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Entries in electronic mail (4)

Friday
Jun172011

Jetpack Mailmen (1958)

I had to buy stamps recently. It was the worst.

Nothing pushes me into full curmudgeon hack mode quite like standing in line at the post office. We're talking Andy Rooney/ Dave Barry lovechild super-curmudgeon. And don't even get me started on FedEx. Standing in line is so 20th century.

That being said, there's something charming about our antiquated postal service. People literally take letters and packages from one physical place and deliver them to another place. It's pretty darn cute.

In 1960 the future of electronic mail was still envisioned as an analog experiment. Arthur Radebaugh's Closer Than We Think ran a panel on December 25, 1960 in which physical letters would be opened, scanned, beamed to space, returned to earth and reproduced where they would then be delivered to their final destination in the form of a small capsule. It was difficult for people to imagine a world without the postal service delivering some form of physical media, dead tree or otherwise.

The October 4, 1958 edition of Radebaugh's syndicated strip imagined jetpack mailmen of the future leaping from door to door in Suburbatopia, U.S.A. The strip explains that because of its super-secret government technology they can't go into detail on how such a rocket pack might work, but rest assured, it'll make every mail carrier in town a regular Buck Rogers.

Uncle Sam's mailmen can look forward to going faster, getting farther, and doing so with less effort than ever before. All it will take will be a device like the recently prefected "rocket assists" which were originally developed to help infantrymen leap like grasshoppers.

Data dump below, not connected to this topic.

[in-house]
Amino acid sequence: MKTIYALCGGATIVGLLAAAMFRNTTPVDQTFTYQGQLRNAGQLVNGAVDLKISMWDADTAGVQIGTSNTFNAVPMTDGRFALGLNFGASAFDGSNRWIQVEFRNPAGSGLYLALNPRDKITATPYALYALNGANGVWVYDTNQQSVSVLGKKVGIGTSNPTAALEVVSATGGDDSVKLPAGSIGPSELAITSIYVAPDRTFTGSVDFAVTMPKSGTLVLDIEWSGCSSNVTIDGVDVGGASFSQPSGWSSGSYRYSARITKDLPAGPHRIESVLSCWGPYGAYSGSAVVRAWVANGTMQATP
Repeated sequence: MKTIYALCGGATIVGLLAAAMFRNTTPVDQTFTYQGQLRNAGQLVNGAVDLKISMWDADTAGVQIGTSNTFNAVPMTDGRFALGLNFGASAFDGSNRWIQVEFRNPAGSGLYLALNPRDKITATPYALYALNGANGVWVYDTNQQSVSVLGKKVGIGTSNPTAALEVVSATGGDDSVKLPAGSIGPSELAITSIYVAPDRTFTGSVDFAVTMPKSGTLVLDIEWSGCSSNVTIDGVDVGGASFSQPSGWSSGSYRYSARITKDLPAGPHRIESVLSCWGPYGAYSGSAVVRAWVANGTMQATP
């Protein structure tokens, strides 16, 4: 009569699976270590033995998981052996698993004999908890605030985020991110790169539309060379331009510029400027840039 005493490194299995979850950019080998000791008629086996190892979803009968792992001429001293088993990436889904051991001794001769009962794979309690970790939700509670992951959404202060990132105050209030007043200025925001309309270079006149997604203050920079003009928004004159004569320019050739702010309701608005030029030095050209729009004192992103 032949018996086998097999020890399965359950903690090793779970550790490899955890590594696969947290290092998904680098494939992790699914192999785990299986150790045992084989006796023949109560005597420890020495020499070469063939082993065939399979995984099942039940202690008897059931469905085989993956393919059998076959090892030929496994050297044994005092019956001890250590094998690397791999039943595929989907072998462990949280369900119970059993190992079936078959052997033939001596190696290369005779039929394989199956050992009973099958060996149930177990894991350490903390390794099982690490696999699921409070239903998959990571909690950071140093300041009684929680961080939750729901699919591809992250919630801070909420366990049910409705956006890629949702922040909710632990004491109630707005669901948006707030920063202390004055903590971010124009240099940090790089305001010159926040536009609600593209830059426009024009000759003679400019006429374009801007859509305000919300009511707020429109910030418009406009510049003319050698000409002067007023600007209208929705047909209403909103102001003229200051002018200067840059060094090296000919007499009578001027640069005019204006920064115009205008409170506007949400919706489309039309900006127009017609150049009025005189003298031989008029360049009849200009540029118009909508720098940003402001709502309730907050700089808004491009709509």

Just how such equipment works is still a military secret. The designer, Reaction Motors, Inc., is not permitted to say how large the device is, or how long it fires, or what kind of fuel it uses. But best guess is that the rocket fires intermittently, so that the wearer can bound from spot to spot as he wishes, with no more energy then it takes to walk. Also the mechanism is believed to be of small size, simply constructed and low-priced. What a boon for mailmen and others whose work takes them from door to door!

 Many thanks to Tom Z. for the color version of this amazing panel from Closer Than We Think!

Tuesday
Aug212007

Living Room of the Future (1979)

This image appears in the 1979 book Future Cities: Homes and Living into the 21st Century and illustrates the living room of the (paleo)future.


This living room has many electronic gadgets which are either in use already or are being developed for people to buy in the 1980s.

1. Giant-size TV. Based on the designs already available, this one has a super-bright screen for daylight viewing and stereo sound system.

2. Electronic video movie camera, requires no film, just a spool of tape. Within ten years video cameras like this could be replaced by 3-D holographic recorders.

3. Flat screen TV. No longer a bulky box, TV has shrunk to a thickness of less than five centimetres. This one is used to order shopping via a computerised shopping centre a few kilometres away. The system takes orders and indicates if any items are not in stock.

4. Video disc player used for recording off the TV and for replaying favourite films.

5. Domestic robot rolls in with drinks. One robot, the Quasar, is already on sale in the USA. Reports indicate that it may be little more than a toy however, so it will be a few years before 'Star Wars' robots tramp through our homes.